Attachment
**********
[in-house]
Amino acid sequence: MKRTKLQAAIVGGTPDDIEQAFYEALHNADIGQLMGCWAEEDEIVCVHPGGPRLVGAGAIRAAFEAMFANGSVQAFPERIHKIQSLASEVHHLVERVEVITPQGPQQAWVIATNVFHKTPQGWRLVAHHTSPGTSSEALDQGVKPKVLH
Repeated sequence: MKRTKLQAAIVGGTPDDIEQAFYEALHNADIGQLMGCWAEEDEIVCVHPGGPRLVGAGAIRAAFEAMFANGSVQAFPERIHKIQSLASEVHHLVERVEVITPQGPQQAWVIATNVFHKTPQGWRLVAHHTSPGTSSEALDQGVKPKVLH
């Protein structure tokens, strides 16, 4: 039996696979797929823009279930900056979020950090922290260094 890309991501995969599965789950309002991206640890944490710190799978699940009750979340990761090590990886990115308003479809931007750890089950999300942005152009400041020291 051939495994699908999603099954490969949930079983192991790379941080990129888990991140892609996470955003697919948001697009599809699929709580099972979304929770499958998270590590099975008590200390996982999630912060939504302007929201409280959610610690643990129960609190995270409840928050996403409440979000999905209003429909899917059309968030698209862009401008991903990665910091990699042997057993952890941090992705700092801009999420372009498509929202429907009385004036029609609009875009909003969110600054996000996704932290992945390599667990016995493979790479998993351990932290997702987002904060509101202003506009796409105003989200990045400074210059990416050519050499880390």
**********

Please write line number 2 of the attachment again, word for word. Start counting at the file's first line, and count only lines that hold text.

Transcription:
Amino acid sequence: MKRTKLQAAIVGGTPDDIEQAFYEALHNADIGQLMGCWAEEDEIVCVHPGGPRLVGAGAIRAAFEAMFANGSVQAFPERIHKIQSLASEVHHLVERVEVITPQGPQQAWVIATNVFHKTPQGWRLVAHHTSPGTSSEALDQGVKPKVLH